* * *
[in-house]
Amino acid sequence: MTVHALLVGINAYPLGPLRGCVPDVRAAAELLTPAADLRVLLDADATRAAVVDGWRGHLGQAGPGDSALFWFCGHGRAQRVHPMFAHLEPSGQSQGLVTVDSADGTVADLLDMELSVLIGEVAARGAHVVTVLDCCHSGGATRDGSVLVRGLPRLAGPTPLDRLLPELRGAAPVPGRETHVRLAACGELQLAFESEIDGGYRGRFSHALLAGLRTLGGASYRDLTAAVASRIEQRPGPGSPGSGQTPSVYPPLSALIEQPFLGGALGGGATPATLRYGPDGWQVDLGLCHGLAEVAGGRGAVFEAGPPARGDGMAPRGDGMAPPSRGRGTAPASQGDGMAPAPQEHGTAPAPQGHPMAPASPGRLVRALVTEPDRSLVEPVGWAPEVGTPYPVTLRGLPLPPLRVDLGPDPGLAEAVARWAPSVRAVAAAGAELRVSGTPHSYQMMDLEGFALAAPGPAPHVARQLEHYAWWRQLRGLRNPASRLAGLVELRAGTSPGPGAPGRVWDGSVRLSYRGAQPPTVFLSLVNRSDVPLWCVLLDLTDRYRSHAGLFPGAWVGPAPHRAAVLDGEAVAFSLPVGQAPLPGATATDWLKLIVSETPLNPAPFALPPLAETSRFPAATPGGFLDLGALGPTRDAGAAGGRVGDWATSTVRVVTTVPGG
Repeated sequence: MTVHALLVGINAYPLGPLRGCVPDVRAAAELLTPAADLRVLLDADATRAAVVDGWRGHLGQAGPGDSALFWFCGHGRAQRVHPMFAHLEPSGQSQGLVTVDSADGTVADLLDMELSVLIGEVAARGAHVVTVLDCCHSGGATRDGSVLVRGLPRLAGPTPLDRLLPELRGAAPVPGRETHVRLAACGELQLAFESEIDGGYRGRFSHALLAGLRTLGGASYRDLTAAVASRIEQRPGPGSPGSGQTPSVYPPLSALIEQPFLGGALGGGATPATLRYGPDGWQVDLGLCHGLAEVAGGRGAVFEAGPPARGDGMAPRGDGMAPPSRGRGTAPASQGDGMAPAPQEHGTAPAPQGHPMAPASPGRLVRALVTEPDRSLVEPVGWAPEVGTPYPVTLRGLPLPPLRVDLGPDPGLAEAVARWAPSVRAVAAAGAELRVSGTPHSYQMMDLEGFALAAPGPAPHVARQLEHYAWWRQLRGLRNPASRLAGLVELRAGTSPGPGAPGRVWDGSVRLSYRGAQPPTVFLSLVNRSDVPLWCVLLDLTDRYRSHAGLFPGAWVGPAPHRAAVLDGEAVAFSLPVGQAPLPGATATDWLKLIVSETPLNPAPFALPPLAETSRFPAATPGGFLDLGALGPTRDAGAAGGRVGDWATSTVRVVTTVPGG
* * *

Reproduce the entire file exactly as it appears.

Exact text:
[in-house]
Amino acid sequence: MTVHALLVGINAYPLGPLRGCVPDVRAAAELLTPAADLRVLLDADATRAAVVDGWRGHLGQAGPGDSALFWFCGHGRAQRVHPMFAHLEPSGQSQGLVTVDSADGTVADLLDMELSVLIGEVAARGAHVVTVLDCCHSGGATRDGSVLVRGLPRLAGPTPLDRLLPELRGAAPVPGRETHVRLAACGELQLAFESEIDGGYRGRFSHALLAGLRTLGGASYRDLTAAVASRIEQRPGPGSPGSGQTPSVYPPLSALIEQPFLGGALGGGATPATLRYGPDGWQVDLGLCHGLAEVAGGRGAVFEAGPPARGDGMAPRGDGMAPPSRGRGTAPASQGDGMAPAPQEHGTAPAPQGHPMAPASPGRLVRALVTEPDRSLVEPVGWAPEVGTPYPVTLRGLPLPPLRVDLGPDPGLAEAVARWAPSVRAVAAAGAELRVSGTPHSYQMMDLEGFALAAPGPAPHVARQLEHYAWWRQLRGLRNPASRLAGLVELRAGTSPGPGAPGRVWDGSVRLSYRGAQPPTVFLSLVNRSDVPLWCVLLDLTDRYRSHAGLFPGAWVGPAPHRAAVLDGEAVAFSLPVGQAPLPGATATDWLKLIVSETPLNPAPFALPPLAETSRFPAATPGGFLDLGALGPTRDAGAAGGRVGDWATSTVRVVTTVPGG
Repeated sequence: MTVHALLVGINAYPLGPLRGCVPDVRAAAELLTPAADLRVLLDADATRAAVVDGWRGHLGQAGPGDSALFWFCGHGRAQRVHPMFAHLEPSGQSQGLVTVDSADGTVADLLDMELSVLIGEVAARGAHVVTVLDCCHSGGATRDGSVLVRGLPRLAGPTPLDRLLPELRGAAPVPGRETHVRLAACGELQLAFESEIDGGYRGRFSHALLAGLRTLGGASYRDLTAAVASRIEQRPGPGSPGSGQTPSVYPPLSALIEQPFLGGALGGGATPATLRYGPDGWQVDLGLCHGLAEVAGGRGAVFEAGPPARGDGMAPRGDGMAPPSRGRGTAPASQGDGMAPAPQEHGTAPAPQGHPMAPASPGRLVRALVTEPDRSLVEPVGWAPEVGTPYPVTLRGLPLPPLRVDLGPDPGLAEAVARWAPSVRAVAAAGAELRVSGTPHSYQMMDLEGFALAAPGPAPHVARQLEHYAWWRQLRGLRNPASRLAGLVELRAGTSPGPGAPGRVWDGSVRLSYRGAQPPTVFLSLVNRSDVPLWCVLLDLTDRYRSHAGLFPGAWVGPAPHRAAVLDGEAVAFSLPVGQAPLPGATATDWLKLIVSETPLNPAPFALPPLAETSRFPAATPGGFLDLGALGPTRDAGAAGGRVGDWATSTVRVVTTVPGG